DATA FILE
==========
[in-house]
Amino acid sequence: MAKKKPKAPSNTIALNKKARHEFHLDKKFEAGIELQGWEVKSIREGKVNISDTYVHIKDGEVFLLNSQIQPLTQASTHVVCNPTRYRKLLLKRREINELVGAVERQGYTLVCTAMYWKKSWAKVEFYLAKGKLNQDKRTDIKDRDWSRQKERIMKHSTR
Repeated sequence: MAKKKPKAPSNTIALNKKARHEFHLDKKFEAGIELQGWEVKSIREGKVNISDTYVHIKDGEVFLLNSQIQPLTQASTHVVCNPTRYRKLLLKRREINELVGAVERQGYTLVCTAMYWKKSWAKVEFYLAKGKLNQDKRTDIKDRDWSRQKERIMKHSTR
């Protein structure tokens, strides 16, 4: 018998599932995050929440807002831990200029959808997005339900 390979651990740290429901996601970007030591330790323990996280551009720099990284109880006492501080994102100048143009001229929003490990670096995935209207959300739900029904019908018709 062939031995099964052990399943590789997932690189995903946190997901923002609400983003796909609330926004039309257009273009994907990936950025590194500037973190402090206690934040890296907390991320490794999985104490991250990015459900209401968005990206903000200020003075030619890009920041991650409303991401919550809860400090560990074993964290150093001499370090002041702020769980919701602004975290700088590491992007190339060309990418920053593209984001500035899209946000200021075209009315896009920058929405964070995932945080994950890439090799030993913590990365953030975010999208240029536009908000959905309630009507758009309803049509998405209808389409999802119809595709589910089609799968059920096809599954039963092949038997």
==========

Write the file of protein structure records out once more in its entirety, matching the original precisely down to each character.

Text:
[in-house]
Amino acid sequence: MAKKKPKAPSNTIALNKKARHEFHLDKKFEAGIELQGWEVKSIREGKVNISDTYVHIKDGEVFLLNSQIQPLTQASTHVVCNPTRYRKLLLKRREINELVGAVERQGYTLVCTAMYWKKSWAKVEFYLAKGKLNQDKRTDIKDRDWSRQKERIMKHSTR
Repeated sequence: MAKKKPKAPSNTIALNKKARHEFHLDKKFEAGIELQGWEVKSIREGKVNISDTYVHIKDGEVFLLNSQIQPLTQASTHVVCNPTRYRKLLLKRREINELVGAVERQGYTLVCTAMYWKKSWAKVEFYLAKGKLNQDKRTDIKDRDWSRQKERIMKHSTR
């Protein structure tokens, strides 16, 4: 018998599932995050929440807002831990200029959808997005339900 390979651990740290429901996601970007030591330790323990996280551009720099990284109880006492501080994102100048143009001229929003490990670096995935209207959300739900029904019908018709 062939031995099964052990399943590789997932690189995903946190997901923002609400983003796909609330926004039309257009273009994907990936950025590194500037973190402090206690934040890296907390991320490794999985104490991250990015459900209401968005990206903000200020003075030619890009920041991650409303991401919550809860400090560990074993964290150093001499370090002041702020769980919701602004975290700088590491992007190339060309990418920053593209984001500035899209946000200021075209009315896009920058929405964070995932945080994950890439090799030993913590990365953030975010999208240029536009908000959905309630009507758009309803049509998405209808389409999802119809595709589910089609799968059920096809599954039963092949038997």